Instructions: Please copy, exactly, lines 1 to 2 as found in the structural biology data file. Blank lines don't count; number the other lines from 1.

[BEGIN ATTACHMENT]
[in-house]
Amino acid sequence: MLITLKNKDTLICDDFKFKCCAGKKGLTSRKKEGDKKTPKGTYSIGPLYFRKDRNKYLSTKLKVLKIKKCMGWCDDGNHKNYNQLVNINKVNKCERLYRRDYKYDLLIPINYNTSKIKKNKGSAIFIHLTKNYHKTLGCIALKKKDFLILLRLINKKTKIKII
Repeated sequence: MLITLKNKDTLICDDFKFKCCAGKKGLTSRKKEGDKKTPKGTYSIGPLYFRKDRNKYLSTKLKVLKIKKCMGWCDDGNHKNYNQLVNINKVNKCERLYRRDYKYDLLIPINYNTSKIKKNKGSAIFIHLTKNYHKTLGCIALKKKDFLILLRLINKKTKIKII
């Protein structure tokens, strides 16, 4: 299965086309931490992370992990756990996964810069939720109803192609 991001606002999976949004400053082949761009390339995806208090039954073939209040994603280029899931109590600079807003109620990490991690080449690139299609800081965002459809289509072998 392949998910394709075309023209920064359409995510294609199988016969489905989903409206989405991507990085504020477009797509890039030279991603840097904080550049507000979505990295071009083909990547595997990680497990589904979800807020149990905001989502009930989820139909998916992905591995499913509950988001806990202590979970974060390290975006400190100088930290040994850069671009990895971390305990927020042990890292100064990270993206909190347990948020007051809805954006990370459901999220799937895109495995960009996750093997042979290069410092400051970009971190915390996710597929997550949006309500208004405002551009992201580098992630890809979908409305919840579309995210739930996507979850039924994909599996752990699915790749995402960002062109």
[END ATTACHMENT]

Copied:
[in-house]
Amino acid sequence: MLITLKNKDTLICDDFKFKCCAGKKGLTSRKKEGDKKTPKGTYSIGPLYFRKDRNKYLSTKLKVLKIKKCMGWCDDGNHKNYNQLVNINKVNKCERLYRRDYKYDLLIPINYNTSKIKKNKGSAIFIHLTKNYHKTLGCIALKKKDFLILLRLINKKTKIKII